During the 1970s, however, opposition to the social-democratic consensus grew steadily, led by the rise of the radical right, which culminated in 1979 in the election of Margaret Thatcher’s first government. In the process, the Thatcherites redefined the political debate, broadening it beyond the rather institutionalised and truncated forms that it had previously taken: they conducted a highly populist campaign that was for individualism and against collectivism; for the market and against the state; for liberty and against trade unionism; for law and order and against crime.

These ideas were dismissed by the left as just an extreme version of the same old Toryism, entirely failing to recognise their novelty and therefore the kind of threat they posed. The 1979 election, followed by Ronald Reagan’s US victory in 1980, began the neoliberal era, which remained hegemonic in Britain, and more widely in the West, for three decades. Tory and Labour governments alike operated within the terms and by the logic of neoliberalism. The only thing new about New Labour was its acquiescence in neoliberalism; even in this sense, it was not new but derivative of Thatcherism.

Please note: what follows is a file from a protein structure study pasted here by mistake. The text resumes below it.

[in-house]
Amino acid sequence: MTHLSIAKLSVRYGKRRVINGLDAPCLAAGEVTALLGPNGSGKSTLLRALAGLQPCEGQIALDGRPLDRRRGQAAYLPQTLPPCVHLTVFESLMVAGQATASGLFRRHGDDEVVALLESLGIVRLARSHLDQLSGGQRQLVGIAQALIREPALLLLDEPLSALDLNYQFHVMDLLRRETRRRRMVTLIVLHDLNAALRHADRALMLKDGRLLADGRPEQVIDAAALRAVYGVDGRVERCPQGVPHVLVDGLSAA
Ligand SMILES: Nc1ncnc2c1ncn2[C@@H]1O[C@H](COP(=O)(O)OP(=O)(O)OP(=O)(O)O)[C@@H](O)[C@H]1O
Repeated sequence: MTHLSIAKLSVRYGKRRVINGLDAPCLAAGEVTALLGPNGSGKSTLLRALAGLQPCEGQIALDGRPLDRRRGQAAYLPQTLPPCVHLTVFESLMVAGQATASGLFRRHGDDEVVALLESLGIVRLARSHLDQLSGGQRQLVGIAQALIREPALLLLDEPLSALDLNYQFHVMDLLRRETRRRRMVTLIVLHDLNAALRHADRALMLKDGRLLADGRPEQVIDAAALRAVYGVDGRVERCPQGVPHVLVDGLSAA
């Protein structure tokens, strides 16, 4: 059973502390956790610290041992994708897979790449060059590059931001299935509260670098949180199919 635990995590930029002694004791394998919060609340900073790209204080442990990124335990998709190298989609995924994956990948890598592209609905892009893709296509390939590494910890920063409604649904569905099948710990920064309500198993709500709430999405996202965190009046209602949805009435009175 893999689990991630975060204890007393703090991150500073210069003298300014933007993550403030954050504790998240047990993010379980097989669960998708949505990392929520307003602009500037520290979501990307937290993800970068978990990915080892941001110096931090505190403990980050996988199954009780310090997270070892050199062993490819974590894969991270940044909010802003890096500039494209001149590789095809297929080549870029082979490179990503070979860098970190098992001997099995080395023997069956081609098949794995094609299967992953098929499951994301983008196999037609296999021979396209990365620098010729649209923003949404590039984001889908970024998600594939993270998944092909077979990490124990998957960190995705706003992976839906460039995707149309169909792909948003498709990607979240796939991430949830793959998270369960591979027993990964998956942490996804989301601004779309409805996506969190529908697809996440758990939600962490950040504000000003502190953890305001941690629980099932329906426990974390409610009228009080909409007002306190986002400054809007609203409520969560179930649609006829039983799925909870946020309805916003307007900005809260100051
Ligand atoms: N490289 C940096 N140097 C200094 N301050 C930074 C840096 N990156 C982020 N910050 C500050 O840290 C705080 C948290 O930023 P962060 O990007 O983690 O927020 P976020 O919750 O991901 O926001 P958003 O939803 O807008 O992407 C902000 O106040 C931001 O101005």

The financial crisis of 2007-2008 marked the beginning of the end of neoliberalism. Unlike the social-democratic consensus, which was undermined by the ideological challenge posed by Thatcherism, neoliberalism was brought to its knees not by any ideological alternative – such was the hegemonic sway of neoliberalism – but by the biggest financial crisis since 1931. This was the consequence of the fragility of a financial sector left to its own devices as a result of sweeping deregulation, and the corrupt and extreme practices that this encouraged.

The origin of the crisis lay not in the Labour government – complicit though it was in the neoliberal indulgence of the financial sector – but in the deregulation of the banking sector on both sides of the Atlantic in the 1980s. Neoliberalism limped on in the period after 2007-2008 but as real wages stagnated, recovery proved a mirage, and, with the behaviour of the bankers exposed, a deep disillusionment spread across society. During 2015-16, a populist wave of opposition to the establishment engulfed much of Europe and the United States.

Except at the extremes – Greece perhaps being the most notable example – the left was not a beneficiary: on the contrary it, too, was punished by the people in the same manner as the parties of the mainstream right were. The reason was straightforward enough. The left was tarnished with the same brush as the right: almost everywhere social-democratic parties, albeit to varying degrees, had pursued neoliberal policies. Bill Clinton and Tony Blair became – and presented themselves as – leaders of neoliberalism and as enthusiastic advocates of a strategy of hyper-globalisation, which resulted in growing inequality. In this fundamental respect these parties were more or less ­indistinguishable from the right.

***